Interview
Pharoahe Monch



apparently even Rawkus rappers drink Starbucks. Pharoahe Monch and I exit some random CMJ party at Prey Bar on 22nd and 5th to patron the always-nearby “café” where he will soon order a Venti regular coffee. He will not touch this coffee for the duration of our interview. I find this profoundly revealing.

In person Monch is a far cry from his intense and forceful character, the manic larger-than-life purveyor of complex multi-syllabic internal rhyme schemes and stuttered post-apocalyptic flows. He’s a quiet dude with a goofy smile. When he speaks he is thoughtful and deliberate; he takes his time to respond.

He’s patient.

Of course, you’d have to be patient if you were Pharoahe Monch and you valued your sanity. Seven years ago he dropped Internal Affairs, still an indisputable street classic and one of the last great hardcore New York City rap records. Fueled by the surprise success of its ominous Godzilla-sampling single “Simon Says,” possibly the most unlikely club banger of all time, Pharoahe Monch was suddenly released from the relative obscurity of his influential group Organized Konfusion and introduced to an interested and national audience. “Simon Says” appeared in Charlie’s Angels and Boiler Room and then he murdered Mos Def on “Oh No” and then he had the lead single off the Training Day soundtrack and then … nothing.

Mr. Moe Mentum changed his address. Label politics. That old story. It appears that Rawkus, despite being distributed by Universal and synonymous with the late 90s underground, was run out of a shoebox. The fact that Godzilla himself sued the label for half a gajillion dollars didn’t help, nor did having his hit single removed from future pressings of Internal Affairs. MCA, who sucked up Rawkus’ roster, didn’t have a clue and eventually Shady called, but it didn’t work out. For seven years Pharoahe Monch has been patiently waiting to follow-up his solo debut.

But this January (God willing, of course) Monch will finally release Desire, his long overdue follow-up to Internal Affairs on Loud Records founder Steve Rifkind’s new imprint on Universal. Stylus sat down with Monch to discuss his long absence, the evolution of his process, and wtf is up with this Diddy track.

We were speaking earlier about your approach to the new J-Dilla track “Love.” I’m interested to know how your writing process has changed in the seven years since Internal Affairs.

When I first started out the approach was similar, but more intricate in terms of thinking about the process and applying a more studied approach. That still exists but right now the bulk of it is really, “What is this music telling me to do?” Honestly. If it’s telling me to be political, or if it’s telling me to be post-apocalyptic, or if it’s telling me to be very intricate in terms of flows … you have to be honest with what the vibe of the sample is telling you to say. I think the biggest mistake artists make today is that they don’t understand that marriage between the vibe of the music and the words they are saying.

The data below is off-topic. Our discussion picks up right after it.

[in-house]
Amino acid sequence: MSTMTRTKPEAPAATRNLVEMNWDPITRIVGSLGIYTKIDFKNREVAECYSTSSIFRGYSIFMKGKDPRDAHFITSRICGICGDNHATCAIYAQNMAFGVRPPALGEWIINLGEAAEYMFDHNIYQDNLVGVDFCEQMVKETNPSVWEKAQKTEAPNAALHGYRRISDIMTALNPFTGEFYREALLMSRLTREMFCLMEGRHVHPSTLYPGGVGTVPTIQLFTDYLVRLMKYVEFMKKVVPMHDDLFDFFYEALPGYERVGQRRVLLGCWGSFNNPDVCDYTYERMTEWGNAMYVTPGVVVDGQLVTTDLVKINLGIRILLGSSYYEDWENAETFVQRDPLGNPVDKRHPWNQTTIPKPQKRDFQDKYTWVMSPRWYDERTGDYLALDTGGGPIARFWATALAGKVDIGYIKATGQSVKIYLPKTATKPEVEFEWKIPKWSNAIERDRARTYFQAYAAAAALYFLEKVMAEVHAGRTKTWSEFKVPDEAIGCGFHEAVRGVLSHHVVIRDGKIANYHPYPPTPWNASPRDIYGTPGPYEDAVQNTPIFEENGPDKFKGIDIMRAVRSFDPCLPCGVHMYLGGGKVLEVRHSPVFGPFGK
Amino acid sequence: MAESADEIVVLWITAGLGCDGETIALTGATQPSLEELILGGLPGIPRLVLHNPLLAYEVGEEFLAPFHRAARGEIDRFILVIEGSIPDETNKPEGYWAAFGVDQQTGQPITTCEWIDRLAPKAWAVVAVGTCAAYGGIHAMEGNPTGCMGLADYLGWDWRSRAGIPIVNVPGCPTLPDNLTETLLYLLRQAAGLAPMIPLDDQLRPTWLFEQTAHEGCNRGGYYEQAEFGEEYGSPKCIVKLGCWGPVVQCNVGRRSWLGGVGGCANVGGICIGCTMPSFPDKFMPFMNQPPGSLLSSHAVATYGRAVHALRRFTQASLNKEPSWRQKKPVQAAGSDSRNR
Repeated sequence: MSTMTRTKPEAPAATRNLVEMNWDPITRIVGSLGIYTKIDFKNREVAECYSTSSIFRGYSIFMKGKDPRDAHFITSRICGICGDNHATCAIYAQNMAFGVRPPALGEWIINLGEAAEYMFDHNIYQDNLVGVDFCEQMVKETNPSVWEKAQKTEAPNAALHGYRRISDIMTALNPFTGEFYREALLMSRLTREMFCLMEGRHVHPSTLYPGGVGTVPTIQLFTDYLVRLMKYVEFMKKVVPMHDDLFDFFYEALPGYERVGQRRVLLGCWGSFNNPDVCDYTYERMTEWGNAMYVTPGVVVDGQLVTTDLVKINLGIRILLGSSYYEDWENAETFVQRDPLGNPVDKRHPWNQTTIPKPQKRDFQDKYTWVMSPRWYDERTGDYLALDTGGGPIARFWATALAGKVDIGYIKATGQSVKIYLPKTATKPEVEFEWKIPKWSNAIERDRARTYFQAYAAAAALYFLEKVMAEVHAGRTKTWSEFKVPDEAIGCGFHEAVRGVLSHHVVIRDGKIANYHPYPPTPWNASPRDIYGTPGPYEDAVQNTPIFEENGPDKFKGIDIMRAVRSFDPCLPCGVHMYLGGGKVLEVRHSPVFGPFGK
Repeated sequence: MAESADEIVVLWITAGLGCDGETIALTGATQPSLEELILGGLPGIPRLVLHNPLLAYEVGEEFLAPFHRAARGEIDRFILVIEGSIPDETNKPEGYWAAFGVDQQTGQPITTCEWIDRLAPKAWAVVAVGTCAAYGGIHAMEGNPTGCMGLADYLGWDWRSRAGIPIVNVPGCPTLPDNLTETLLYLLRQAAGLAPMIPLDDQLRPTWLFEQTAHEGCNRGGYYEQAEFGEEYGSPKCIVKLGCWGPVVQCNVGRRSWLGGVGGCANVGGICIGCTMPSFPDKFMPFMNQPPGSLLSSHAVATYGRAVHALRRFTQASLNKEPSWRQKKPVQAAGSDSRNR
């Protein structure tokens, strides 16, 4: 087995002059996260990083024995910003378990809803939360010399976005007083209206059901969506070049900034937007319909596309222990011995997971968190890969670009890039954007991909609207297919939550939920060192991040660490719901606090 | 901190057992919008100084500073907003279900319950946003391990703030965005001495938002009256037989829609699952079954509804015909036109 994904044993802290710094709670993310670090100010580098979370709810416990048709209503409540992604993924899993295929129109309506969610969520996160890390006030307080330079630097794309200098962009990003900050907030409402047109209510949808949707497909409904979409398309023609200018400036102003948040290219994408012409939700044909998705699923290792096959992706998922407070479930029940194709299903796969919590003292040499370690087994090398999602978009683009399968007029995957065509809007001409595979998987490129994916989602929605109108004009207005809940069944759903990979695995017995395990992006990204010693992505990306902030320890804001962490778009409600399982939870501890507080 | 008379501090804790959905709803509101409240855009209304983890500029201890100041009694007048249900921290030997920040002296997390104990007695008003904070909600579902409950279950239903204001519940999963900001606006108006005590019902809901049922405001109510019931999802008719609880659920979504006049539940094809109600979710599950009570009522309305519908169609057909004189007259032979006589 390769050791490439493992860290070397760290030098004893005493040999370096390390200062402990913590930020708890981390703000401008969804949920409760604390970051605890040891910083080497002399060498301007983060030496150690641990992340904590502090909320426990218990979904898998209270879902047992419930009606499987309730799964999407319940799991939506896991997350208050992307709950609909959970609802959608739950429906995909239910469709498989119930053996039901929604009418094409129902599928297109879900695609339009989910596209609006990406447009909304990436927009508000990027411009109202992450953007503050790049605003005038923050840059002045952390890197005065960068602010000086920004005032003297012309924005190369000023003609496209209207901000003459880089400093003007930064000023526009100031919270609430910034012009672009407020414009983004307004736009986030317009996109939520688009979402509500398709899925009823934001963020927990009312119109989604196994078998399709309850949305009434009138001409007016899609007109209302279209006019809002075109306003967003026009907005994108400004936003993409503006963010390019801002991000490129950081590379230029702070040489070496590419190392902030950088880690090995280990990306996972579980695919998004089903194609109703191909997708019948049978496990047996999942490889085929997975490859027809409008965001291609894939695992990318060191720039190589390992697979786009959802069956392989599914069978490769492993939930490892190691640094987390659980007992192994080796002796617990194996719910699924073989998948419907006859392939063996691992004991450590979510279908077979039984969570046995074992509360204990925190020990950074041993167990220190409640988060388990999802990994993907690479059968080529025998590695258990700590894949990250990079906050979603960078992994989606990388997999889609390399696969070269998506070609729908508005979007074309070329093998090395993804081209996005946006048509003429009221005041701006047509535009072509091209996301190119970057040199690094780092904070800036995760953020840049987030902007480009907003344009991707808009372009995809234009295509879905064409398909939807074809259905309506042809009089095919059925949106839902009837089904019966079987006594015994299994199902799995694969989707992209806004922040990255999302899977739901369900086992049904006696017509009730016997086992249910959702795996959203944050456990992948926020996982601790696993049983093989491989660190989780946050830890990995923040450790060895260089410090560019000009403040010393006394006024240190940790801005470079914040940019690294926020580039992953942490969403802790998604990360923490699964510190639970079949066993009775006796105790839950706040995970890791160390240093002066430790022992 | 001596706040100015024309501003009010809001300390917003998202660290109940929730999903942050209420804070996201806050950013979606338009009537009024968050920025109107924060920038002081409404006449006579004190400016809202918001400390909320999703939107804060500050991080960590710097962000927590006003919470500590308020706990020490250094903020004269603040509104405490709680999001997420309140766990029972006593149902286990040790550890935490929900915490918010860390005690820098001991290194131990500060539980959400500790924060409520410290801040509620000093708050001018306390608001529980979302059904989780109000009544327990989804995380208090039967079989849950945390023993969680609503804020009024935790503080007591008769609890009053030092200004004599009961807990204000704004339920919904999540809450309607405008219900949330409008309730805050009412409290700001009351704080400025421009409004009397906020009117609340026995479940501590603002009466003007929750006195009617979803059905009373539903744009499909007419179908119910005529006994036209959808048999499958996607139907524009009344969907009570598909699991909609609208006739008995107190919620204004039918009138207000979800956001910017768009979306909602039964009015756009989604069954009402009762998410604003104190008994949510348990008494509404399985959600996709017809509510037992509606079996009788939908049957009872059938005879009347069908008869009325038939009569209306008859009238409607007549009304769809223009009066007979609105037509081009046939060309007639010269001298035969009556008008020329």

When Organized Konfusion first started it was really about trying to get Kool G Rap and Rakim and the artists who we admired to say, “Yo, we heard this song.” We obviously didn’t get into the game to sell as many records as possible. Now, that isn’t to say Organized Konfusion couldn’t have been a monetarily successful group, which Stress: The Extinction Agenda was marginally, but we got into this for the love of the art form. The thing that’s beautiful about that Dilla record I’ve found is that it really has affected people in a certain way; that’s what music is supposed to do. When you stop trying to please everyone and simply make music for yourself—make music for the artform to raise the bar and push other MCs to do better—you realize it isn’t about complicating your flows. It’s about keeping people on their toes and broadening the spectrum of what this music can be.

Has the last seven years been frustrating for you? You have spoken about the beauty of being a free agent and the freedom that comes with not being tied to a label, but it has to have been frustrating not to have had any music out there at all.

At first it was really frustrating because we were following up something and there was a national anticipation for it. “Hey, this record was really successful. You were just in Charlie’s Angels. You were just on the radio every day. We are waiting for a new record.” So that was physically and emotionally stressful. But I’m not really frustrated right now because when I look back to three years ago, if I would have released that record [The Sun Also Rises] it wouldn’t have been what I wanted it to be. The sales may be more marginal now, but this record will be what I want it to be. To have integrity takes patience. To grow into an artist takes patience.